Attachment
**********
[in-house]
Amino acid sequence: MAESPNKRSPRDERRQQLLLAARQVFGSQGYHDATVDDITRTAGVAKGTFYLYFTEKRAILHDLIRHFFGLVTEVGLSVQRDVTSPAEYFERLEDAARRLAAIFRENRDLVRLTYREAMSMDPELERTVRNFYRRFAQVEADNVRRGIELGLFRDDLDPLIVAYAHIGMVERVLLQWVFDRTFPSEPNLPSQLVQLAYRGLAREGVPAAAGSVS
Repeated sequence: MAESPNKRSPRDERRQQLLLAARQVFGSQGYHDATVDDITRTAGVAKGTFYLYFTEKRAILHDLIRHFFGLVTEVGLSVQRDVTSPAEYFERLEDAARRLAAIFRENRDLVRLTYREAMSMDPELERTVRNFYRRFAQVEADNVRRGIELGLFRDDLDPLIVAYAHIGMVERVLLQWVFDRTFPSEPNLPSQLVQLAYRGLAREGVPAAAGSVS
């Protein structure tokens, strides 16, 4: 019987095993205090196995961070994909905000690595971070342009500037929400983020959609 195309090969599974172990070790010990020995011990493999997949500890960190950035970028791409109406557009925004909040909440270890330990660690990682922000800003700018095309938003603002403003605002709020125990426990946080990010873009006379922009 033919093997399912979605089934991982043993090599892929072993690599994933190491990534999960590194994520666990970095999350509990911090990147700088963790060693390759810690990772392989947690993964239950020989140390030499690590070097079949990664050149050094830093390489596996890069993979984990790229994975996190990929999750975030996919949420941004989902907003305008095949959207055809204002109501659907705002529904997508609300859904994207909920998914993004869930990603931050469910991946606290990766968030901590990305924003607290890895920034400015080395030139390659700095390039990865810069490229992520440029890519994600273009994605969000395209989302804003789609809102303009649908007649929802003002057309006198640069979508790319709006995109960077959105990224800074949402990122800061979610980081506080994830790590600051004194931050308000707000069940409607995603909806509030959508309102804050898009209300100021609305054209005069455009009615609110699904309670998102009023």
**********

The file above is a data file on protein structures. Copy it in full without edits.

[in-house]
Amino acid sequence: MAESPNKRSPRDERRQQLLLAARQVFGSQGYHDATVDDITRTAGVAKGTFYLYFTEKRAILHDLIRHFFGLVTEVGLSVQRDVTSPAEYFERLEDAARRLAAIFRENRDLVRLTYREAMSMDPELERTVRNFYRRFAQVEADNVRRGIELGLFRDDLDPLIVAYAHIGMVERVLLQWVFDRTFPSEPNLPSQLVQLAYRGLAREGVPAAAGSVS
Repeated sequence: MAESPNKRSPRDERRQQLLLAARQVFGSQGYHDATVDDITRTAGVAKGTFYLYFTEKRAILHDLIRHFFGLVTEVGLSVQRDVTSPAEYFERLEDAARRLAAIFRENRDLVRLTYREAMSMDPELERTVRNFYRRFAQVEADNVRRGIELGLFRDDLDPLIVAYAHIGMVERVLLQWVFDRTFPSEPNLPSQLVQLAYRGLAREGVPAAAGSVS
């Protein structure tokens, strides 16, 4: 019987095993205090196995961070994909905000690595971070342009500037929400983020959609 195309090969599974172990070790010990020995011990493999997949500890960190950035970028791409109406557009925004909040909440270890330990660690990682922000800003700018095309938003603002403003605002709020125990426990946080990010873009006379922009 033919093997399912979605089934991982043993090599892929072993690599994933190491990534999960590194994520666990970095999350509990911090990147700088963790060693390759810690990772392989947690993964239950020989140390030499690590070097079949990664050149050094830093390489596996890069993979984990790229994975996190990929999750975030996919949420941004989902907003305008095949959207055809204002109501659907705002529904997508609300859904994207909920998914993004869930990603931050469910991946606290990766968030901590990305924003607290890895920034400015080395030139390659700095390039990865810069490229992520440029890519994600273009994605969000395209989302804003789609809102303009649908007649929802003002057309006198640069979508790319709006995109960077959105990224800074949402990122800061979610980081506080994830790590600051004194931050308000707000069940409607995603909806509030959508309102804050898009209300100021609305054209005069455009009615609110699904309670998102009023």